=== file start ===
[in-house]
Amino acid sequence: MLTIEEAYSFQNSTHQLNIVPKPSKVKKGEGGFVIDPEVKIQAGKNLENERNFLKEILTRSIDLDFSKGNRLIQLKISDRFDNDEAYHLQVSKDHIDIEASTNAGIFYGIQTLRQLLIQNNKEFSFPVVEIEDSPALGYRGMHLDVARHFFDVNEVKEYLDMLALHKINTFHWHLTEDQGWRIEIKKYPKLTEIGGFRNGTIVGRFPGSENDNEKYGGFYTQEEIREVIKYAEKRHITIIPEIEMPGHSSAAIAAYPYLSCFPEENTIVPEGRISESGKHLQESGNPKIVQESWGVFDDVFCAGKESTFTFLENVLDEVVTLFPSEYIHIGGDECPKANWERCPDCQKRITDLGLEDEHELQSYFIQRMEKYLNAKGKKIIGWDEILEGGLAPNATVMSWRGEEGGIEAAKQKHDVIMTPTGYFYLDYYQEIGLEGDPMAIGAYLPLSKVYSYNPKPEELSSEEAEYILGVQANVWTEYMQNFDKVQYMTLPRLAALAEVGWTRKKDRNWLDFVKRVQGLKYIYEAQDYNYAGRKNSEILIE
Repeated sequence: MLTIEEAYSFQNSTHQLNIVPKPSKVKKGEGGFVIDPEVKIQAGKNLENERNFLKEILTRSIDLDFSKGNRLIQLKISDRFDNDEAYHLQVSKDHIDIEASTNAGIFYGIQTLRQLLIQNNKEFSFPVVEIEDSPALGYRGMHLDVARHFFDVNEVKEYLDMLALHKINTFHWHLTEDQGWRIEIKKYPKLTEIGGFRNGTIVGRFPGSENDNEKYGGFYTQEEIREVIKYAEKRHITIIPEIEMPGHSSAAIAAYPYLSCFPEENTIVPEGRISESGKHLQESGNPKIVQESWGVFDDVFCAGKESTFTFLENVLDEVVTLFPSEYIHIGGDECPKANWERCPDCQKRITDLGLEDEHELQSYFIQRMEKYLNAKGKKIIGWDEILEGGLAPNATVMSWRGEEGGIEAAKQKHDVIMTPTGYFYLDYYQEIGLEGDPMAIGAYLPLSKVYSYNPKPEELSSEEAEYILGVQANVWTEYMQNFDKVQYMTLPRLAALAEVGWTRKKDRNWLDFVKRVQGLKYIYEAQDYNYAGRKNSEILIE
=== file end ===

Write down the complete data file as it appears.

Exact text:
[in-house]
Amino acid sequence: MLTIEEAYSFQNSTHQLNIVPKPSKVKKGEGGFVIDPEVKIQAGKNLENERNFLKEILTRSIDLDFSKGNRLIQLKISDRFDNDEAYHLQVSKDHIDIEASTNAGIFYGIQTLRQLLIQNNKEFSFPVVEIEDSPALGYRGMHLDVARHFFDVNEVKEYLDMLALHKINTFHWHLTEDQGWRIEIKKYPKLTEIGGFRNGTIVGRFPGSENDNEKYGGFYTQEEIREVIKYAEKRHITIIPEIEMPGHSSAAIAAYPYLSCFPEENTIVPEGRISESGKHLQESGNPKIVQESWGVFDDVFCAGKESTFTFLENVLDEVVTLFPSEYIHIGGDECPKANWERCPDCQKRITDLGLEDEHELQSYFIQRMEKYLNAKGKKIIGWDEILEGGLAPNATVMSWRGEEGGIEAAKQKHDVIMTPTGYFYLDYYQEIGLEGDPMAIGAYLPLSKVYSYNPKPEELSSEEAEYILGVQANVWTEYMQNFDKVQYMTLPRLAALAEVGWTRKKDRNWLDFVKRVQGLKYIYEAQDYNYAGRKNSEILIE
Repeated sequence: MLTIEEAYSFQNSTHQLNIVPKPSKVKKGEGGFVIDPEVKIQAGKNLENERNFLKEILTRSIDLDFSKGNRLIQLKISDRFDNDEAYHLQVSKDHIDIEASTNAGIFYGIQTLRQLLIQNNKEFSFPVVEIEDSPALGYRGMHLDVARHFFDVNEVKEYLDMLALHKINTFHWHLTEDQGWRIEIKKYPKLTEIGGFRNGTIVGRFPGSENDNEKYGGFYTQEEIREVIKYAEKRHITIIPEIEMPGHSSAAIAAYPYLSCFPEENTIVPEGRISESGKHLQESGNPKIVQESWGVFDDVFCAGKESTFTFLENVLDEVVTLFPSEYIHIGGDECPKANWERCPDCQKRITDLGLEDEHELQSYFIQRMEKYLNAKGKKIIGWDEILEGGLAPNATVMSWRGEEGGIEAAKQKHDVIMTPTGYFYLDYYQEIGLEGDPMAIGAYLPLSKVYSYNPKPEELSSEEAEYILGVQANVWTEYMQNFDKVQYMTLPRLAALAEVGWTRKKDRNWLDFVKRVQGLKYIYEAQDYNYAGRKNSEILIE